Seat Time: 2017 Cadillac CT6 – A Story In Steering (With All Four Wheels)

July 29th, 2016 at 3:35pm


Seat Time is a chance for us to share our impressions of vehicles being tested in the Autoline Garage and at media previews from around the globe.

Reviewer: John McElroy
Vehicle: 2017 Cadillac CT6
Price: $53,495 – $87,495

Final Impression:


Cadillac is by no means the first to the market with 4-wheel- steering. I believe that distinction goes to the Honda Prelude, which offered a mechanically operated system in the late 1980’s. Mazda offered an electrically operated system in the 626 around the same time. And General Motors briefly offered it in the early 2000′s on pickups and SUVs. Several automakers offer it today, but this is a technology that never fired up the public’s imagination.

That’s probably because four-wheel- steering is not very noticeable, unless you really pay attention. At low speeds you might think, “Hmm, this car has a good turning radius.” At highway speed you might think, “Hmm, this car steers well.” But you’ll never think, “OMG, four wheel steering is the best thing that ever happened to me!”

And yet, 4WS truly enhances the Cadillac CT6 driving experience. This is a 17- foot long sedan, as long as a Cadillac Escalade. But it has a turning radius that is two feet smaller than the Escalade. That makes it much easier to maneuver in tight parking or U-turn situations.

Check out this video to see 4WS in action:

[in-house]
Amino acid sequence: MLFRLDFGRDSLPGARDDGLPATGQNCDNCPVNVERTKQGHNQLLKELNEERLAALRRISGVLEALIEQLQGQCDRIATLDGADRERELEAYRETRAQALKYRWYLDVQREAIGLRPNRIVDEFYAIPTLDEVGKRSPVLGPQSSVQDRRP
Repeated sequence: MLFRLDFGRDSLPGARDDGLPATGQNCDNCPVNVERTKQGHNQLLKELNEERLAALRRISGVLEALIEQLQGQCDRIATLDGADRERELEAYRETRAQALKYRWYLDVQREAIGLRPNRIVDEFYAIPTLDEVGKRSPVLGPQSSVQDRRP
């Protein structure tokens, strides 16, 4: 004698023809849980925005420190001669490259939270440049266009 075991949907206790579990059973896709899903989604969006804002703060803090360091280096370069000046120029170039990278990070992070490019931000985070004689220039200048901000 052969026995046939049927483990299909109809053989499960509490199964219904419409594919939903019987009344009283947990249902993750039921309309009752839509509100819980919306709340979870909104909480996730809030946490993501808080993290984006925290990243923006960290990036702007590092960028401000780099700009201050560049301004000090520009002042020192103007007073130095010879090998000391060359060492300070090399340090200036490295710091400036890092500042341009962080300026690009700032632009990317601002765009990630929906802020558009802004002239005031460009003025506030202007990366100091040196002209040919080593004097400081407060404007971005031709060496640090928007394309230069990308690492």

At highway speeds 4WS gives this car excellent stability. You can snap the steering wheel to dart into another lane with almost no body sway or steering corrections. And while I don’t recommend driving that way, this is exactly what you want in an emergency situation.

Cadillac is offering 4WS as part of a $3,300 option package which includes magnetic ride control and 20” aluminum wheels. In my book, if you are a serious driver, it’s worth it.

This was my first driving exposure to the CT6 and I was impressed by several features besides 4WS. The new 3-liter twin-turbo V6 is flawless. Powerful and responsive, most people could be fooled into thinking it’s a V8. I averaged 22 mpg, slightly better than the EPA label.

The interior design of the car is well crafted and now rivals that of its best luxury competitors. And the CUE infotainment system is much improved, though it’s still too easy to trigger the volume control when you’re trying to change a radio station. But there was one flaw that made me hate stop and go driving in this car. As you come to a slow stop, there’s a lurch as the 8-speed transmission downshifts from 2nd gear to 1st at around 4 mph. I don’t expect to find that in any car, much less the flagship of a luxury brand.

Cadillac is getting very close to becoming a serious player in the luxury segment again. But a car that is 99.9% good is not good enough. Nothing short of perfection will pry people out of their Benzes and Bimmers.


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